In response to questions raised about education, the delegation said that school curricula were under review to make them more responsive to modern times, and to make them interactive and better adapted to children’s learning styles and abilities. This process was expected to take three to five years to complete. All the subjects and items included in international human rights principles would constitute the basis of the formulation of the curricula.
The official language in Lebanon was Arabic and textbooks were in that language; there were also textbooks in English and in French. Science and maths textbooks were Arabized until seventh grade and were taught in French or English in higher grades. Syrian children were native Arabic speakers so the language of instruction was not an issue.
Education was mandatory from the age of six to 15 years. The Ministry was also focused on the very important phase of early childhood and had introduced early childhood education from the age of three. It was working hard to make the early childhood phase mandatory for children. Because education was mandatory, all children in Lebanon, regardless of their nationality or migratory status, were accepted in schools; this included Palestinian refugee children who could be accepted in public schools where the United Nations Relief and Works Agency for Palestine Refugees in the Near East schools were not available.
Syrian children were accepted in the morning period if there was room for them, if not they attended school in the afternoon period where they were taught by the same teachers, same curricula and same textbooks used for morning classes. At the moment, there were 70,000 Syrian children in the morning period. The direct cost of education of Syrian children was $15 million and this figure only included teachers’ salaries. There were 39,000 Palestinian children in private schools, which included the United Nations Relief and Works Agency for Palestine Refugees in the Near East schools and 5,000 Palestinian students were in public schools.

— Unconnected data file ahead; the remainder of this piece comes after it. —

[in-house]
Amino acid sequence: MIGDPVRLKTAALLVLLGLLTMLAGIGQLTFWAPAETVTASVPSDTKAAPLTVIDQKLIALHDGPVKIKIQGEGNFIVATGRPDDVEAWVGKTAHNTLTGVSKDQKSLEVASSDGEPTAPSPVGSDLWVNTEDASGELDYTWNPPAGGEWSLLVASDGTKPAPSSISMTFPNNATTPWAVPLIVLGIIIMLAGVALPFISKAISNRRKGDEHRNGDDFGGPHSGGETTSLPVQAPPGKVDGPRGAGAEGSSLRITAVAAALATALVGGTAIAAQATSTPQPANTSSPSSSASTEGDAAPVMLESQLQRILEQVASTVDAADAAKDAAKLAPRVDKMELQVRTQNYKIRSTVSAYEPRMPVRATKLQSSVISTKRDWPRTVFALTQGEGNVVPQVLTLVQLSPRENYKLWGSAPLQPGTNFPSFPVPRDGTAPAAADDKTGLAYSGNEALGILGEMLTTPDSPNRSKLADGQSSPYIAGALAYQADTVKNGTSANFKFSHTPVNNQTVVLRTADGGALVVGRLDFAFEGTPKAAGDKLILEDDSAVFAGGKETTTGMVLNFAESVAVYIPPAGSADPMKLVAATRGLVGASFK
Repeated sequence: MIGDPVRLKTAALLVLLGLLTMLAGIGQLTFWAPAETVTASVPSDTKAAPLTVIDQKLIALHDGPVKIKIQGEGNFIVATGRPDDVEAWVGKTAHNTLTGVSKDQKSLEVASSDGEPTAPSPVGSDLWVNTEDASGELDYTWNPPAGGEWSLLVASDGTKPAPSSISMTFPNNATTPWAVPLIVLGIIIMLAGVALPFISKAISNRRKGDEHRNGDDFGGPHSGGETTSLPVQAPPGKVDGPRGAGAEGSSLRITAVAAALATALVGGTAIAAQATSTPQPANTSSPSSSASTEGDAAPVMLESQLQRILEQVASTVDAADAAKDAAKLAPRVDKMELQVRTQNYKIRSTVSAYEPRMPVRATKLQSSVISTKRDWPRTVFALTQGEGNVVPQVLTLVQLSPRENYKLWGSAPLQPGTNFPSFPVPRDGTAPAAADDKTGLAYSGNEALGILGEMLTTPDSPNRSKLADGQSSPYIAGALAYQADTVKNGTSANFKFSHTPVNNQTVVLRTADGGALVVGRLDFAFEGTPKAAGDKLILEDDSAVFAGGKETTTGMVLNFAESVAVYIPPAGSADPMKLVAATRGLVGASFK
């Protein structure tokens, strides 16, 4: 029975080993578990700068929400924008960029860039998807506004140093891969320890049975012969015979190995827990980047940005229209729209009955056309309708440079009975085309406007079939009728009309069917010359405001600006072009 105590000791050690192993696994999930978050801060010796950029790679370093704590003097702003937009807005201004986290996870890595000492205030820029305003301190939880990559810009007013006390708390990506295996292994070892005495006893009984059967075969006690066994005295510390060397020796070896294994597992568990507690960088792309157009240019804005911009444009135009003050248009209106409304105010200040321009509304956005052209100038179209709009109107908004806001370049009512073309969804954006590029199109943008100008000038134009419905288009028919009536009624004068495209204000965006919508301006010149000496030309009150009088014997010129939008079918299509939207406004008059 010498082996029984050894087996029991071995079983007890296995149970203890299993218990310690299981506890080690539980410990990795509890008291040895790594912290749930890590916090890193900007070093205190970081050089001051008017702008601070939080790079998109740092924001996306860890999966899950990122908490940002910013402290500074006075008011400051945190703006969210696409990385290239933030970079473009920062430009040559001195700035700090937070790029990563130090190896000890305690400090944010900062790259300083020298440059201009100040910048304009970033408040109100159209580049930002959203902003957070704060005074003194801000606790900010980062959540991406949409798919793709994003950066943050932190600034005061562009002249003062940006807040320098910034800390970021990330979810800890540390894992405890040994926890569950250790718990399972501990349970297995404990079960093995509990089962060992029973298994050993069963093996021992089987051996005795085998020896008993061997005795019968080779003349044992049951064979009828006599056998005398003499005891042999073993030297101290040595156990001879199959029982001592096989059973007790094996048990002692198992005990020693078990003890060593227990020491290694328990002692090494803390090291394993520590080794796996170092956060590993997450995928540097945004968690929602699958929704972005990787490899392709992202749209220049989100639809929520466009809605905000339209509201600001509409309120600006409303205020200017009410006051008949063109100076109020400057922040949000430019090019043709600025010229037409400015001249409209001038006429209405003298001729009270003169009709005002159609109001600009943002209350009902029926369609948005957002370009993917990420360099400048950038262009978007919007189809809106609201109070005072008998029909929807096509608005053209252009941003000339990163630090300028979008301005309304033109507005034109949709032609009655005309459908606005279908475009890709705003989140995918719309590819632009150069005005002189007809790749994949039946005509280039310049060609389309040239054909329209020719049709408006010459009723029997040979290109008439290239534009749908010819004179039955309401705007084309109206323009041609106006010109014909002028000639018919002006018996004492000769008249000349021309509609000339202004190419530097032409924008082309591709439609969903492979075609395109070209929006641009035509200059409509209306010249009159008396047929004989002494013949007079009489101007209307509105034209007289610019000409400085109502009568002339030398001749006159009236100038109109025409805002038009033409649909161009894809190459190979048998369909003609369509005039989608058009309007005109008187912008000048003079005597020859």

Civic education included a number of core elements which were mostly derived from international conventions, including the Convention on the Rights of the Child. The most important topics included the life of the family, how to live in the society, rights and duties of children, citizenship and patriotism, belonging to a country, and the importance of public debate and decision-making; all the teachings were adapted to the age of the child.
The philosophy behind inclusive education was to tailor the school to the needs of the child with disabilities, which included adapting the curriculum and teaching methods to the needs of the child, training of teachers, and the provision of professional support to the teaching staff.
The decision to extend education to refugee children was a political decision that the Government had made in line with its commitment to humanitarian principles, and this decision had incurred important financial costs. Inclusive education was another financially and administratively burdensome issue, and this was another area where Lebanon demonstrated its attachment to humanitarian principles. The financial cost was high as each child with disabilities had a shadow teacher.
Turning to questions the Experts raised in relation to health, the delegation stressed that all health centres were open to everyone in Lebanon regardless of nationality or migratory status. Councils for young people, which had been set up in all areas of the country, had discussed issues of adolescent health; their decisions and resolutions had been adopted by the Council of Ministers in 2014, which had led to the adoption of the national policy for adolescent health, the first in the Arab region. The national strategy for health in schools had been adopted and implemented through health programmes in schools under the aegis of the Ministry of Education.
Efforts were being undertaken to transform some of the medical centres into youth health centres to provide health services, information and advice to adolescents. The national drug use observatory had been set up and data was available on the Ministry of Health website. There were 230 persons living with HIV/AIDS, including 36 persons aged 15 to 29 years; all received free of charge anti-retroviral therapy.